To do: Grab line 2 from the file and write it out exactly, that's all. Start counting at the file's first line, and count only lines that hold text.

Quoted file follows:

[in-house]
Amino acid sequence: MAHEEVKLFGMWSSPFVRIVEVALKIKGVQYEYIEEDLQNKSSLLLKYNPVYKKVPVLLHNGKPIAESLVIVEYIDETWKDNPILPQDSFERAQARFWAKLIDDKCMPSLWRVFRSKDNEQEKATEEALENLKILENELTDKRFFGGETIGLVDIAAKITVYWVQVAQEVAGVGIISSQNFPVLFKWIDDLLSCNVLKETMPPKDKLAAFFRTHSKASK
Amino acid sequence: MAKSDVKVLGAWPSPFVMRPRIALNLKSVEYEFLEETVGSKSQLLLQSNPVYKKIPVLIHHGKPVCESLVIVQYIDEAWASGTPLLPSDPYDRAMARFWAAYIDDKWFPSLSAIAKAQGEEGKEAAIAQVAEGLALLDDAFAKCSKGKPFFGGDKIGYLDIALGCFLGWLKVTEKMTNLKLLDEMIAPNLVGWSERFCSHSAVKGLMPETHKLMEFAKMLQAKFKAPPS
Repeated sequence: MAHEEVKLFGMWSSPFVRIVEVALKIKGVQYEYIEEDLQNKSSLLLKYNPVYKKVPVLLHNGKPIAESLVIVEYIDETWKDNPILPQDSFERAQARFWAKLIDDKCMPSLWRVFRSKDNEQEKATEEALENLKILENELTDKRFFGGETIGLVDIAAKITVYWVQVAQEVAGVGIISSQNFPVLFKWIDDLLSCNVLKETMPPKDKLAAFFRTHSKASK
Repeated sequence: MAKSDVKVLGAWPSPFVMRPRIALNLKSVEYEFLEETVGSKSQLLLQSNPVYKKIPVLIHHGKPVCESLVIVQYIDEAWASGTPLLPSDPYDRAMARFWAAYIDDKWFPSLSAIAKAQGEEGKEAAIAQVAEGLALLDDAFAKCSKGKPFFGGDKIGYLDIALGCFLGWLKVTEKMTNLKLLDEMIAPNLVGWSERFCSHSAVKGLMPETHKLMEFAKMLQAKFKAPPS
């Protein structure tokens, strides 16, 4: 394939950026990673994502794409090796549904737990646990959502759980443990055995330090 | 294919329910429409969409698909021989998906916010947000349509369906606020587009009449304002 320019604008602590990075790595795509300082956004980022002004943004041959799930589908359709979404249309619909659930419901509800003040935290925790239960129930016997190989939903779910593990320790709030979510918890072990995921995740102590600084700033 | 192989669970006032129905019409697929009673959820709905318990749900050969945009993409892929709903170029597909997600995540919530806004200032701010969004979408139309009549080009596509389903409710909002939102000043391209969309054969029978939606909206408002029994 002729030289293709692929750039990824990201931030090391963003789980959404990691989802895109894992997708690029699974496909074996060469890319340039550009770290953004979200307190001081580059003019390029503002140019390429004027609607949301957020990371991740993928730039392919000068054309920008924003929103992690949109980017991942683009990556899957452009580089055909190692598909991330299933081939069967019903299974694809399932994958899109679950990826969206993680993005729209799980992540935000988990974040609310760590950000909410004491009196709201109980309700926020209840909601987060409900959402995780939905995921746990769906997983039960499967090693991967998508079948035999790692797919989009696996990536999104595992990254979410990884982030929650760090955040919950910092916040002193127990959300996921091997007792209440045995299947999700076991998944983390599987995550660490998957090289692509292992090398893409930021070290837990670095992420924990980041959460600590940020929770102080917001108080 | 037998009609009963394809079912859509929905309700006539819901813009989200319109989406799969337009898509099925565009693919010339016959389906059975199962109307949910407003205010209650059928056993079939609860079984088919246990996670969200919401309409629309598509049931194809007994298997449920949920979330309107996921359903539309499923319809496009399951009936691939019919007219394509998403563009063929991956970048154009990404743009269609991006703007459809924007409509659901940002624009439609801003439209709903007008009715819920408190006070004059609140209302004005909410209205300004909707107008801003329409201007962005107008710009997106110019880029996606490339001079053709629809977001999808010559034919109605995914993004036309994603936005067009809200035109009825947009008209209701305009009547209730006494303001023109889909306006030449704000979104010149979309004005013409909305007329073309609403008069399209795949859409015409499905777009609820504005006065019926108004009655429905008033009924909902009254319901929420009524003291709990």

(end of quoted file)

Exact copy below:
Amino acid sequence: MAHEEVKLFGMWSSPFVRIVEVALKIKGVQYEYIEEDLQNKSSLLLKYNPVYKKVPVLLHNGKPIAESLVIVEYIDETWKDNPILPQDSFERAQARFWAKLIDDKCMPSLWRVFRSKDNEQEKATEEALENLKILENELTDKRFFGGETIGLVDIAAKITVYWVQVAQEVAGVGIISSQNFPVLFKWIDDLLSCNVLKETMPPKDKLAAFFRTHSKASK